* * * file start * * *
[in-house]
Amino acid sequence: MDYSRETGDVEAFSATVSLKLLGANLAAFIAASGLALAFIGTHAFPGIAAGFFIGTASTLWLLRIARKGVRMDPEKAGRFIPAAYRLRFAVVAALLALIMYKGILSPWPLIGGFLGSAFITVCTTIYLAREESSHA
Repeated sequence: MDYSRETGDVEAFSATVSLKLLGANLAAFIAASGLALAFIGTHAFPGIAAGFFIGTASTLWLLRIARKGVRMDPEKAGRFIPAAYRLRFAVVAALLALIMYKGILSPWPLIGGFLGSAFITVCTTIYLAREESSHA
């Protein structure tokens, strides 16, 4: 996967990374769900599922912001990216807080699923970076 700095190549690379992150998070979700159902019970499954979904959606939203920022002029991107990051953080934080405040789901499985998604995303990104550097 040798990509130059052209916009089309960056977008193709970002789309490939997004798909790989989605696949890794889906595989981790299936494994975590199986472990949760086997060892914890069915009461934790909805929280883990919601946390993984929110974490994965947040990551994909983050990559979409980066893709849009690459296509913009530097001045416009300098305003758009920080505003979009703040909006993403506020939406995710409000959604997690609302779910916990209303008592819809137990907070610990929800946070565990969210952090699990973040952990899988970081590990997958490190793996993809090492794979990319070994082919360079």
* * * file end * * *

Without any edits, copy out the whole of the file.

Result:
[in-house]
Amino acid sequence: MDYSRETGDVEAFSATVSLKLLGANLAAFIAASGLALAFIGTHAFPGIAAGFFIGTASTLWLLRIARKGVRMDPEKAGRFIPAAYRLRFAVVAALLALIMYKGILSPWPLIGGFLGSAFITVCTTIYLAREESSHA
Repeated sequence: MDYSRETGDVEAFSATVSLKLLGANLAAFIAASGLALAFIGTHAFPGIAAGFFIGTASTLWLLRIARKGVRMDPEKAGRFIPAAYRLRFAVVAALLALIMYKGILSPWPLIGGFLGSAFITVCTTIYLAREESSHA
């Protein structure tokens, strides 16, 4: 996967990374769900599922912001990216807080699923970076 700095190549690379992150998070979700159902019970499954979904959606939203920022002029991107990051953080934080405040789901499985998604995303990104550097 040798990509130059052209916009089309960056977008193709970002789309490939997004798909790989989605696949890794889906595989981790299936494994975590199986472990949760086997060892914890069915009461934790909805929280883990919601946390993984929110974490994965947040990551994909983050990559979409980066893709849009690459296509913009530097001045416009300098305003758009920080505003979009703040909006993403506020939406995710409000959604997690609302779910916990209303008592819809137990907070610990929800946070565990969210952090699990973040952990899988970081590990997958490190793996993809090492794979990319070994082919360079």